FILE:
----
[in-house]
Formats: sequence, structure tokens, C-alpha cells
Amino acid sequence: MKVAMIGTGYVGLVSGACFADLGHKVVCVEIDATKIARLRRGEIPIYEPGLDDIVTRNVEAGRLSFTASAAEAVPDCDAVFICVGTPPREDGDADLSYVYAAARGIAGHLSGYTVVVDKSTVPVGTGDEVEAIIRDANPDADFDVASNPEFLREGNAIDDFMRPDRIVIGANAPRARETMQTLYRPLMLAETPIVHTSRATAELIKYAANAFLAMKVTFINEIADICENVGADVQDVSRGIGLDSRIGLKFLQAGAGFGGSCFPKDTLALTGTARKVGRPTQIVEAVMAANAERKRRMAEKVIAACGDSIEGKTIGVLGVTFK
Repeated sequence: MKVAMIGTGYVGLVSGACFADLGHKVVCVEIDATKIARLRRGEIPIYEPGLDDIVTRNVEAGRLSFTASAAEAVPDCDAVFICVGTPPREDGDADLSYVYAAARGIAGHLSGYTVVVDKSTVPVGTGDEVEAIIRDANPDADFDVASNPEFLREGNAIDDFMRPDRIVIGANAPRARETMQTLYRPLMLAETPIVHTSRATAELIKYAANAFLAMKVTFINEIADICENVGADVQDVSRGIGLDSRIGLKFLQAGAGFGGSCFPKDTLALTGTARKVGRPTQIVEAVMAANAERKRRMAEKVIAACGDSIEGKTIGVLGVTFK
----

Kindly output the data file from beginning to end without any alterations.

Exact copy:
[in-house]
Formats: sequence, structure tokens, C-alpha cells
Amino acid sequence: MKVAMIGTGYVGLVSGACFADLGHKVVCVEIDATKIARLRRGEIPIYEPGLDDIVTRNVEAGRLSFTASAAEAVPDCDAVFICVGTPPREDGDADLSYVYAAARGIAGHLSGYTVVVDKSTVPVGTGDEVEAIIRDANPDADFDVASNPEFLREGNAIDDFMRPDRIVIGANAPRARETMQTLYRPLMLAETPIVHTSRATAELIKYAANAFLAMKVTFINEIADICENVGADVQDVSRGIGLDSRIGLKFLQAGAGFGGSCFPKDTLALTGTARKVGRPTQIVEAVMAANAERKRRMAEKVIAACGDSIEGKTIGVLGVTFK
Repeated sequence: MKVAMIGTGYVGLVSGACFADLGHKVVCVEIDATKIARLRRGEIPIYEPGLDDIVTRNVEAGRLSFTASAAEAVPDCDAVFICVGTPPREDGDADLSYVYAAARGIAGHLSGYTVVVDKSTVPVGTGDEVEAIIRDANPDADFDVASNPEFLREGNAIDDFMRPDRIVIGANAPRARETMQTLYRPLMLAETPIVHTSRATAELIKYAANAFLAMKVTFINEIADICENVGADVQDVSRGIGLDSRIGLKFLQAGAGFGGSCFPKDTLALTGTARKVGRPTQIVEAVMAANAERKRRMAEKVIAACGDSIEGKTIGVLGVTFK